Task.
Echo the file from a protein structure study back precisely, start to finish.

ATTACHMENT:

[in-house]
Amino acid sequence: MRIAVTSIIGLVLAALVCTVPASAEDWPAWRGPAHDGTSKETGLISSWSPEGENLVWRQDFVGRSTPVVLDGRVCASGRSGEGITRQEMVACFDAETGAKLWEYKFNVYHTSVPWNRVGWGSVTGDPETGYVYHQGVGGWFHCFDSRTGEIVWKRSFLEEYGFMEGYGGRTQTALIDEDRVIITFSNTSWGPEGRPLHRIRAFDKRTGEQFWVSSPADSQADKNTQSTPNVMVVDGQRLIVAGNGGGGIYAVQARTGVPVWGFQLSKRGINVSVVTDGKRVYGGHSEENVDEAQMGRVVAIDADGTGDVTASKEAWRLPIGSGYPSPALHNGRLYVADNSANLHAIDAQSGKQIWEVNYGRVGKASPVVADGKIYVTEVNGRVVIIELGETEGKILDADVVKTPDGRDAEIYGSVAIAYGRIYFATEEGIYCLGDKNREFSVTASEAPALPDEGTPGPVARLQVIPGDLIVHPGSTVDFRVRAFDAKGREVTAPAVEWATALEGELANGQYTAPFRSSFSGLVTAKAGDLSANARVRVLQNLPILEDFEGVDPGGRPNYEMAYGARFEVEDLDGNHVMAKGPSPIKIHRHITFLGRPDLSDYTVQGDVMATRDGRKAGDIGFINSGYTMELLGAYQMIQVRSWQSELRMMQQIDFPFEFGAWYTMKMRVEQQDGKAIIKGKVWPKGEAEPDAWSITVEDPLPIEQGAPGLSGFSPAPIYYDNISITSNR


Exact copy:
[in-house]
Amino acid sequence: MRIAVTSIIGLVLAALVCTVPASAEDWPAWRGPAHDGTSKETGLISSWSPEGENLVWRQDFVGRSTPVVLDGRVCASGRSGEGITRQEMVACFDAETGAKLWEYKFNVYHTSVPWNRVGWGSVTGDPETGYVYHQGVGGWFHCFDSRTGEIVWKRSFLEEYGFMEGYGGRTQTALIDEDRVIITFSNTSWGPEGRPLHRIRAFDKRTGEQFWVSSPADSQADKNTQSTPNVMVVDGQRLIVAGNGGGGIYAVQARTGVPVWGFQLSKRGINVSVVTDGKRVYGGHSEENVDEAQMGRVVAIDADGTGDVTASKEAWRLPIGSGYPSPALHNGRLYVADNSANLHAIDAQSGKQIWEVNYGRVGKASPVVADGKIYVTEVNGRVVIIELGETEGKILDADVVKTPDGRDAEIYGSVAIAYGRIYFATEEGIYCLGDKNREFSVTASEAPALPDEGTPGPVARLQVIPGDLIVHPGSTVDFRVRAFDAKGREVTAPAVEWATALEGELANGQYTAPFRSSFSGLVTAKAGDLSANARVRVLQNLPILEDFEGVDPGGRPNYEMAYGARFEVEDLDGNHVMAKGPSPIKIHRHITFLGRPDLSDYTVQGDVMATRDGRKAGDIGFINSGYTMELLGAYQMIQVRSWQSELRMMQQIDFPFEFGAWYTMKMRVEQQDGKAIIKGKVWPKGEAEPDAWSITVEDPLPIEQGAPGLSGFSPAPIYYDNISITSNR